Today you would embark on a long thrilling drive from Sur to Muscat. With stunning views of the waters of the Arabian Sea on one side and the rocky cliffs on the other, this is an exciting drive along the coast road to Muscat.
We drive along the coastal road to Muscat. First stop is the ruins at Qalhat (this will be a photo stop), one of the oldest towns and seaports in Oman. However, only the remnants of the city walls remain here today. Visit ruins of the tomb of the holy lady, Bibi Miriam, which stands high up on the cliff top.
Qalhat is a historical successful harbour city situated on the Gulf of Oman and situated north of Sur. It was considered as an important sea port in the centuries before 1500 BC and welcomed ships coming from India, Yemen and Dhofar through Arab Sea. The town was under the control of the kings of Hormuz and became destroyed in 1508. The site became never overbuilt or stone robbed. Most houses and walls of coral and cobble stones collapsed over the time.
Continue to Wadi Tiwi. A walk through the narrow roads leads you to lush plantations and pools with clear water.
With its string of emerald pools and thick plantations, Wadi Tiwi almost rivals Wadi Shab in beauty, especially in the spring when the allotments turn a vivid green. Known as the ‘Wadi of Nine Villages’, there are excellent walking opportunities through the small villages that line the road. Wadi Tiwi can be accessed by car but villagers prefer visitors to approach on foot. The road is narrow and steep in parts towards the upper reaches and it is easy to get a large vehicle stuck between the plantation walls.
Continue your drive and stop at the white sandy Fins beach for a swim or for a photo. Your final stop would be at Bimah Sinkhole, a spectacular limestone crater with blue green water at the bottom.
Today you will explore Muscat, the clean capital city. A unique blend of the ancient & the modern, Muscat is a beautiful clean city, which lies in the middle of a maze of brown pleated mountains, lulled by the Arabian Sea. The city has undergone dramatic development in the past two or three decades, however it has never lost its pride in its heritage & culture.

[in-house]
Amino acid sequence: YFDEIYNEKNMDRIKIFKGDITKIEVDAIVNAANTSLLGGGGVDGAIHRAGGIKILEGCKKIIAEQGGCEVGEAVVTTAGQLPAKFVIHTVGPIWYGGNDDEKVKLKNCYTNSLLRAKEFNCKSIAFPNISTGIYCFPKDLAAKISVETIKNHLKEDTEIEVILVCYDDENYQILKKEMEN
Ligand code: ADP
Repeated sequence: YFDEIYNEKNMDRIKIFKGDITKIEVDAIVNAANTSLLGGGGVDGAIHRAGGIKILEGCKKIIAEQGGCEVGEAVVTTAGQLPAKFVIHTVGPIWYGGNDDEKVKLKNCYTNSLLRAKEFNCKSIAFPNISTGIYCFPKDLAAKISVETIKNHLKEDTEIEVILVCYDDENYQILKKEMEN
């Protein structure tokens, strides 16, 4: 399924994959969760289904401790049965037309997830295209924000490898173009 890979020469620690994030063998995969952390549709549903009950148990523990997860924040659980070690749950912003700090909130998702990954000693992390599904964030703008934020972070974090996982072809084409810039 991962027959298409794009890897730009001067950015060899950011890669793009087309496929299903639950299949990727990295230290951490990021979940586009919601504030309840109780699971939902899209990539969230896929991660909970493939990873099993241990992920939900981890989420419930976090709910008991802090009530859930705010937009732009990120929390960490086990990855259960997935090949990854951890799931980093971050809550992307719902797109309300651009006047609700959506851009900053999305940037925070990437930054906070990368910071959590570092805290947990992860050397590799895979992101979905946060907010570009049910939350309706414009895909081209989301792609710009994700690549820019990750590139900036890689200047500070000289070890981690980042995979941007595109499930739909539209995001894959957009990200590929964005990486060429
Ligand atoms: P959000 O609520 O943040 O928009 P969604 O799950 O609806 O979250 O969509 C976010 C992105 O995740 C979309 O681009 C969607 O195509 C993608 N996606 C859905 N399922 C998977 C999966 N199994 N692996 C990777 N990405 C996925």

You will start our tour with a visit to the Grand Mosque, which is an architectural marvel and is perhaps the new landmark of the city. You will continue your drive through the ministries area where you can see a number of modern buildings with touches of Islamic architecture.
The Grand Mosque is open from Saturday to Wednesday from 0800-1100 hrs only. Ladies visiting the Grand Mosque are required to cover their head with scarf and do not wear shorts, beachwear or sleeveless outfits as they are to be fully covered. Men visiting the Grand Mosque should wear long trousers.
A photo stop at the magnificent Al Aalam Palace (the official residence of Sultan Qaboos) flanked by the twin Portuguese forts of Mirani & Jalali. The palace has a history of over 200 years, built by Imam Sultan bin Ahmed the 7th direct grandfather of the current Sultan. The existing palace, which has a facade of gold and blue, was rebuilt as a royal residence in 1972.
Your next visit would be to the Bait Al Zubair Museum, which has a fine exhibit of Omani history and culture. Bait Al Zubair (House of Al Zubair) is a private museum that opened its carved wooden doors to the public in 1998.
Finally you would enter the enchanting Muttrah souq with its narrow covered alleys where the exotic smells of mounds of spices, coffees, ancient remedies and enticing perfumes fill the air.
Muttrah, is located in the Muscat province of Oman. Before the discovery of oil, Muttrah was the center of commerce in Oman (Muscat). It is still a center of commerce as one of the largest sea ports of the region is located there. Other landmarks include Souq Muttrah, a traditional bazaar and Sour Al-Lawatiah, a small community of houses surrounded by an old wall.
Drop off at the airport in time to catch the departure flight.